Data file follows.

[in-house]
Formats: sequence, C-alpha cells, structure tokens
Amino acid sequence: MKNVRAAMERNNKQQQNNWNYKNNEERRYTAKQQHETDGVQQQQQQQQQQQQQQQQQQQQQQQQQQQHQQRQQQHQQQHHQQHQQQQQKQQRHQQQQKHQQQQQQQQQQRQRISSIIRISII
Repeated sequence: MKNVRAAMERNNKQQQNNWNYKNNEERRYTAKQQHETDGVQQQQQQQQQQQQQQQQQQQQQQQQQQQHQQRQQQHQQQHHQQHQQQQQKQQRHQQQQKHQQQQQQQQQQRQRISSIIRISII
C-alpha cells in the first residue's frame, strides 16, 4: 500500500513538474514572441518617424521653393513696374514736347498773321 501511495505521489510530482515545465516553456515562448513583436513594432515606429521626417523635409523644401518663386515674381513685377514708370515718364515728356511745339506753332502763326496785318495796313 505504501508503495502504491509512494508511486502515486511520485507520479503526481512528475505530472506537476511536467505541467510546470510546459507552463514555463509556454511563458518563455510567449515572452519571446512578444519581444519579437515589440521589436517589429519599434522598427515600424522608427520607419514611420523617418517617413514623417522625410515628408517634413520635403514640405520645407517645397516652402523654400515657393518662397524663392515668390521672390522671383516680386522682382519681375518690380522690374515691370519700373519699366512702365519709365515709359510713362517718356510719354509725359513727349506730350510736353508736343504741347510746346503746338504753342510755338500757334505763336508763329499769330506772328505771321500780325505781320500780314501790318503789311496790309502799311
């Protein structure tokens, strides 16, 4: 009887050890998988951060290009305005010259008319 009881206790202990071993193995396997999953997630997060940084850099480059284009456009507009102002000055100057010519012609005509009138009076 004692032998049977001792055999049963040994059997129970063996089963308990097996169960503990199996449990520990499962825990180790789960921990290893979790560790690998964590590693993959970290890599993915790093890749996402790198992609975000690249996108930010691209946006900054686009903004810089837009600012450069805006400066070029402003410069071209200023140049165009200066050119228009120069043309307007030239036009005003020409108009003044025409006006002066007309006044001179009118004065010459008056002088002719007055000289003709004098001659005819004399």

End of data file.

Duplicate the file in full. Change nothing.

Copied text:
[in-house]
Formats: sequence, C-alpha cells, structure tokens
Amino acid sequence: MKNVRAAMERNNKQQQNNWNYKNNEERRYTAKQQHETDGVQQQQQQQQQQQQQQQQQQQQQQQQQQQHQQRQQQHQQQHHQQHQQQQQKQQRHQQQQKHQQQQQQQQQQRQRISSIIRISII
Repeated sequence: MKNVRAAMERNNKQQQNNWNYKNNEERRYTAKQQHETDGVQQQQQQQQQQQQQQQQQQQQQQQQQQQHQQRQQQHQQQHHQQHQQQQQKQQRHQQQQKHQQQQQQQQQQRQRISSIIRISII
C-alpha cells in the first residue's frame, strides 16, 4: 500500500513538474514572441518617424521653393513696374514736347498773321 501511495505521489510530482515545465516553456515562448513583436513594432515606429521626417523635409523644401518663386515674381513685377514708370515718364515728356511745339506753332502763326496785318495796313 505504501508503495502504491509512494508511486502515486511520485507520479503526481512528475505530472506537476511536467505541467510546470510546459507552463514555463509556454511563458518563455510567449515572452519571446512578444519581444519579437515589440521589436517589429519599434522598427515600424522608427520607419514611420523617418517617413514623417522625410515628408517634413520635403514640405520645407517645397516652402523654400515657393518662397524663392515668390521672390522671383516680386522682382519681375518690380522690374515691370519700373519699366512702365519709365515709359510713362517718356510719354509725359513727349506730350510736353508736343504741347510746346503746338504753342510755338500757334505763336508763329499769330506772328505771321500780325505781320500780314501790318503789311496790309502799311
């Protein structure tokens, strides 16, 4: 009887050890998988951060290009305005010259008319 009881206790202990071993193995396997999953997630997060940084850099480059284009456009507009102002000055100057010519012609005509009138009076 004692032998049977001792055999049963040994059997129970063996089963308990097996169960503990199996449990520990499962825990180790789960921990290893979790560790690998964590590693993959970290890599993915790093890749996402790198992609975000690249996108930010691209946006900054686009903004810089837009600012450069805006400066070029402003410069071209200023140049165009200066050119228009120069043309307007030239036009005003020409108009003044025409006006002066007309006044001179009118004065010459008056002088002719007055000289003709004098001659005819004399």